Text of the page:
1. Globally, over 2.7 billion women are legally restricted from having the same choice of jobs as men, according to United Nations
2. At the current rate of progress, it will take 286 years for the world to achieve gender equality
3. Women currently contribute 20 percent to the UAE’s GDP, and this is expected to increase to 25 percent by 2023, a recent study by Sustain Labs Paris shows
4. According to the World Bank, women are one-half of the world’s population but only contribute to 37 percent of the global GDP
Women across the world have been fighting for decades, to demand a fairer world where all women and girls can live freely and safely with dignity and have access to equal opportunities to reach their fullest potential.
To date, not a single country can claim to have achieved gender equality. Globally, over 2.7 billion women are legally restricted from having the same choice of jobs as men, according to the United Nations.
“At the current rate of progress, it will take 286 years for the world to achieve gender equality,” according to UN Women’s most recent report.
According to the World Bank, women are one-half of the world’s population but only contribute to 37 percent of the global GDP. “An economy cannot operate at its full potential if half of its population cannot fully contribute to it,” the World Bank said in a report.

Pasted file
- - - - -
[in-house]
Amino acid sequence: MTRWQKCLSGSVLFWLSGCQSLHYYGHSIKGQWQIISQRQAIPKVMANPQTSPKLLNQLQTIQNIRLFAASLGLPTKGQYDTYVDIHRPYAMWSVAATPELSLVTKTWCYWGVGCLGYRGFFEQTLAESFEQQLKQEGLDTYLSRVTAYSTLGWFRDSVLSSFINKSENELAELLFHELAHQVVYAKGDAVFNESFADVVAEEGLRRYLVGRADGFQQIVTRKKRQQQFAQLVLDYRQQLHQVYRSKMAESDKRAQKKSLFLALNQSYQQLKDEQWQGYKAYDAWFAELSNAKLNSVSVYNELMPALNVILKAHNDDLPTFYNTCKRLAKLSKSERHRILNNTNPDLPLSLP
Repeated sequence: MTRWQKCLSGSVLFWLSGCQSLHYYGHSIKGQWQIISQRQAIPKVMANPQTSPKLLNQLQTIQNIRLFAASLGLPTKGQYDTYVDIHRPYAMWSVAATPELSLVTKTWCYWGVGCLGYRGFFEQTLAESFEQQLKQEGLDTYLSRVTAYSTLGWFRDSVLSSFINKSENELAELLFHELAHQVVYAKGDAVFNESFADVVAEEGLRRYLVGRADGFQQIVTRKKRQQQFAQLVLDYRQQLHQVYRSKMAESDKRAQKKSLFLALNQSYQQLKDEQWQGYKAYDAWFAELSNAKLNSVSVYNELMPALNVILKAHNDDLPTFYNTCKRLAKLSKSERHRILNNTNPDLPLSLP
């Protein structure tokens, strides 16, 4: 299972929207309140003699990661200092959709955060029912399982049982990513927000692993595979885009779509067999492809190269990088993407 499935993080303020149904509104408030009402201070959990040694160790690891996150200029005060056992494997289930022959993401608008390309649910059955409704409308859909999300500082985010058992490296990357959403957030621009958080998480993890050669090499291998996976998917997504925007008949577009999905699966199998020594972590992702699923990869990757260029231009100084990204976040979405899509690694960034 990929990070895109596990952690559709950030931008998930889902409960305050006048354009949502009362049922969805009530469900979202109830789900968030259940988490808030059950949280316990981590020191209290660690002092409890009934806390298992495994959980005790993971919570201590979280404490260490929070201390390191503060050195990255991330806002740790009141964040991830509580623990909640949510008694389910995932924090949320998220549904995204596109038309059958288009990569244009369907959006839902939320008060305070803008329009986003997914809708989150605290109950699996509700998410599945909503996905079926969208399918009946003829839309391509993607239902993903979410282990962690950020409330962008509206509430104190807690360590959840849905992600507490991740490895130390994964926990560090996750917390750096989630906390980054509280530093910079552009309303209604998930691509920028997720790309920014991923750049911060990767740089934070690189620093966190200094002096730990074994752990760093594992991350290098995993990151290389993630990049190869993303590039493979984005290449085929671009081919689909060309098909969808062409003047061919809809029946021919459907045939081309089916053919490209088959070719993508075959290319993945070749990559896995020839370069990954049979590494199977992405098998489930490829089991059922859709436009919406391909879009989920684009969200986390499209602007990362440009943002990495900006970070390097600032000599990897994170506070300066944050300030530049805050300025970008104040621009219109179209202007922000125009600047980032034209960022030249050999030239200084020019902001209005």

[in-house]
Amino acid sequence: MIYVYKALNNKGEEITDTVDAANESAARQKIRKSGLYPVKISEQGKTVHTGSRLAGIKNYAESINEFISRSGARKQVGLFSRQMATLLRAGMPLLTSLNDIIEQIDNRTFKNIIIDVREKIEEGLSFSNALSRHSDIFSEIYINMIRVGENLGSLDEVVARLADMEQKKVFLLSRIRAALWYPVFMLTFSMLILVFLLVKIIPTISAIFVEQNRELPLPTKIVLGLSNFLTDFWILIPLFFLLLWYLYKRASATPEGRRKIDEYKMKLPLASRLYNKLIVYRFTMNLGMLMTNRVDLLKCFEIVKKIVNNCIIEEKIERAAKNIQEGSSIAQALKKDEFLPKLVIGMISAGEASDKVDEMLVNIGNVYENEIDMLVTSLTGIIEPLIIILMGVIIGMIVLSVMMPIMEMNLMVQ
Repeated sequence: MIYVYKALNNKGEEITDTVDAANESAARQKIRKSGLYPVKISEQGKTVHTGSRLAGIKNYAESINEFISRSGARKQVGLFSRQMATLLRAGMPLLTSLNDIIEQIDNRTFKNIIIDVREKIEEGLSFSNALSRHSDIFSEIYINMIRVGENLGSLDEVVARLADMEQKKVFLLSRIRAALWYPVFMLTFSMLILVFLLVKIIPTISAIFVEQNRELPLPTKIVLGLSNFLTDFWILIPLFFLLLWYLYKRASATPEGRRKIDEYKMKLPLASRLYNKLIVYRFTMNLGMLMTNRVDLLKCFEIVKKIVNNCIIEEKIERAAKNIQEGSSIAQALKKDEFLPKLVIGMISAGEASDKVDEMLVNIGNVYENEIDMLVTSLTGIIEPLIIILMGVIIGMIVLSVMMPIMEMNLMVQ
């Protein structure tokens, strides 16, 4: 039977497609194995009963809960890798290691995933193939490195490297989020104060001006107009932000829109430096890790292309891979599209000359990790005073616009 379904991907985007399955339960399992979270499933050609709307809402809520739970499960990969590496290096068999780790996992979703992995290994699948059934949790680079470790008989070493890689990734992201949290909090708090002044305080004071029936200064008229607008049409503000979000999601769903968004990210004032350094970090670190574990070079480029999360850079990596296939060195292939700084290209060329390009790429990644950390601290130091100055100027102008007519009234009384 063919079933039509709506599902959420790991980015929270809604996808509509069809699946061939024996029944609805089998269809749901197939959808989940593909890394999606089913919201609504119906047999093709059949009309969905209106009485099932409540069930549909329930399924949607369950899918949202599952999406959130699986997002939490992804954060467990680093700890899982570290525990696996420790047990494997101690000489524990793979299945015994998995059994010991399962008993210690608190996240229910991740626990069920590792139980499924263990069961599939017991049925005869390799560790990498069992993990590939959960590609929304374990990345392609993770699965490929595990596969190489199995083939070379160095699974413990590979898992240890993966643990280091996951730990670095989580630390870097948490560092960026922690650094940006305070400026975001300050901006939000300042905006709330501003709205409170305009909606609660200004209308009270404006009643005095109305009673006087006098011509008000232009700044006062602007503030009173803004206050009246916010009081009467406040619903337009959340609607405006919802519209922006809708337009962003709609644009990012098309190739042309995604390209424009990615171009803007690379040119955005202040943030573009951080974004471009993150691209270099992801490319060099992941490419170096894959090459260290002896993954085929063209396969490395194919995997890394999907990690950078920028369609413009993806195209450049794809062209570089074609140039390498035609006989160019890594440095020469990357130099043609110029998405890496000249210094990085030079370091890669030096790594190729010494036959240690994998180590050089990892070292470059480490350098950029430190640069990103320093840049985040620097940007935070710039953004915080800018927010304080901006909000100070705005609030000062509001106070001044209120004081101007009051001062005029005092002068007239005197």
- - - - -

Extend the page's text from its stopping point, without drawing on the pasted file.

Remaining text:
As per the World Economic Forum, it will take another 132 years to close the global gender gap.
Around 2.4 billion women of working age are not given equal economic opportunity and 178 countries maintain legal barriers that prevent their full economic participation, according to the World Bank’s Women, Business and the Law 2022 report. In 86 countries, women face some form of job restriction and 95 countries do not guarantee equal pay for equal work.
A typical economy only gives women three-quarters the rights of men in certain measured areas. According to a report by Forbes magazine, in 2022, women earned 17 percent less than men on average.
Globally, women still have only three quarters of the legal rights afforded to men, an aggregate score of 76.5 out of a possible 100, which denotes complete legal parity. However, despite the disproportionate effect on women’s lives and livelihood from the global pandemic, 23 countries reformed their laws in 2021 to take much-needed steps towards advancing women’s economic inclusion, according to the report.
Out of 190 countries surveyed, the World Bank found that women were on equal legal standing with men in just 12 countries. A recent study by Sustain Labs Paris shows, Women currently contribute 20 percent to the UAE’s GDP, and this is expected to increase to 25 percent by 2023.
But in recent years, countries have reduced these costs through social and legal actions such as curbing underage marriage, criminalizing domestic violence, and increasing the number of women elected officials.